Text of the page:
On Tuesday, Roc Nation announced that it will be the new “live music entertainment strategist” for the NFL. At a press conference Wednesday at the Roc Nation offices, Jay-Z answered questions about the deal alongside NFL commissioner Roger Goodell. One of the most controversial aspects surrounding the new partnership is its arrival after Jay’s years-long criticism of the league’s handling of Colin Kaepernick’s peaceful protest against police brutality, which other players also took up.
“I think that we forget that Colin’s whole thing was to bring attention to social injustice, correct?” Jay said during the conference. “So in that case, this is a success; this is the next thing. ‘Cause there’s two parts of protesting. You go outside and you protest, and then the company or the individual says, ‘I hear you. What do we do next?’ So for me it was like, action, actionable item, what are we going to do with it? Everyone heard and we hear what you’re saying, and everybody knows I agree with what you’re saying. So what are we going to do? So we should, millions of millions of people, and all we get stuck on [is] Colin not having a job.”
Roc Nation’s deal with the NFL is not connected to Kaepernick. Jay told the room he isn’t the former quarterback’s boss, therefore he cannot ask him to join anything. “I’m not knocking anything he’s doing, and I hope he doesn’t knock what I’m doing,” Jay said. He also confirmed that he had spoken to Kaepernick prior to announcing the deal, but would not divulge any details of their conversation.
Goodell was later asked if the partnership is “disingenuous,” considering many people believe that Kaepernick was blackballed by the league. “We talked about a variety of issues. I think when we first met we talked about entertainment and how we do that, but the number one thing we went to was impact,” Goodell explained. “We can have an impact together. We can do some really positive things in our community. So to go to Jay’s point, we listen to our players. We understood what our players were saying and we created a platform, in which to help drive change in communities that Colin has raised and that other players have raised. This partnership in addition to the entertainment aspect of branded football and music together is going to help us make even greater change. We call it protest to progress.”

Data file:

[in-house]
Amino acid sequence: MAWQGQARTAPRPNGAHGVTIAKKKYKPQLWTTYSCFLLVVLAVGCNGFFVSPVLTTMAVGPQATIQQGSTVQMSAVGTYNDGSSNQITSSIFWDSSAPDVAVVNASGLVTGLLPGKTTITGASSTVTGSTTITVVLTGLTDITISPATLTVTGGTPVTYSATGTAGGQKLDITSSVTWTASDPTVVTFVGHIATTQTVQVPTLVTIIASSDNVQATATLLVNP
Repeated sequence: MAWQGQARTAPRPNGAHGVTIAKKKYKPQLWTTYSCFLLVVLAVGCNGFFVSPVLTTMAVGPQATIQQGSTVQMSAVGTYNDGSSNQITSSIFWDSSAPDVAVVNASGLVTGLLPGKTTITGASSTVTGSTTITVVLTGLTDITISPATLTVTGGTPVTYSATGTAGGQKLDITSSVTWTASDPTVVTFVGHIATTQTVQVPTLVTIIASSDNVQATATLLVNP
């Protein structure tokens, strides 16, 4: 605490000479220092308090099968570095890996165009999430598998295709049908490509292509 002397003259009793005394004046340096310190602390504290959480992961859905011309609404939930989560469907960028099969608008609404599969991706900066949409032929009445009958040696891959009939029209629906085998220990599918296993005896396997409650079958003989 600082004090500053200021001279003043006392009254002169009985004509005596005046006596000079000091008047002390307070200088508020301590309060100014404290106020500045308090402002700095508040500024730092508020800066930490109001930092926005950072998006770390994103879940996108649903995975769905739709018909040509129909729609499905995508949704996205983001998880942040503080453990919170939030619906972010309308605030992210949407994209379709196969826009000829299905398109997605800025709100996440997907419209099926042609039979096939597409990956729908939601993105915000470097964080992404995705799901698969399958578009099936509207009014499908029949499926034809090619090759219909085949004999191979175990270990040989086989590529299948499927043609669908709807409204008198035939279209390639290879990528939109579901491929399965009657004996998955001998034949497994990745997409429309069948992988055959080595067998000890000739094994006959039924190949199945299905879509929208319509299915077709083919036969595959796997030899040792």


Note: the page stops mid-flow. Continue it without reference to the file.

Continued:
On Wednesday, Kaepernick posted a video on Instagram to commemorate “the three year anniversary of the first time I protested systemic oppression.” “I continue to work and stand with the people in our fight for liberation, despite those who are trying to erase the movement!,” he wrote. “The movement has always lived with the people!”
The partnership, as laid out during Wednesday’s meeting will cover a mixture of live events, content production, and social justice projects that will be guided by Jay’s Roc Nation and attempt to harness the NFL’s massive audience. The talks between the two parties, according to Jay, began after he was offered a Super Bowl performance last year. He turned it down, and Maroon 5’s subsequent performance was roundly dismissed by audiences; the Roc Nation deal will have the company deeply advising who will be performing, as well as creative directing the performance. The Super Bowl halftime show will later be released as a concert film on all streaming services.
Also going to streaming services will be five songs, by to-be-announced artists, that the NFL will use as promotional songs during television broadcasts. The proceeds of each song will go towards a charitable grant of each artist’s choosing (In a hypothetical scenario, Jay said that if Chance the Rapper were to be one of the aforementioned artists, he would likely direct the proceeds towards the public school system). Additionally, the partnership will lead to artist and player podcasts, original documentaries, and playlists on all streaming services.
Additional reporting by Brendan Klinkenberg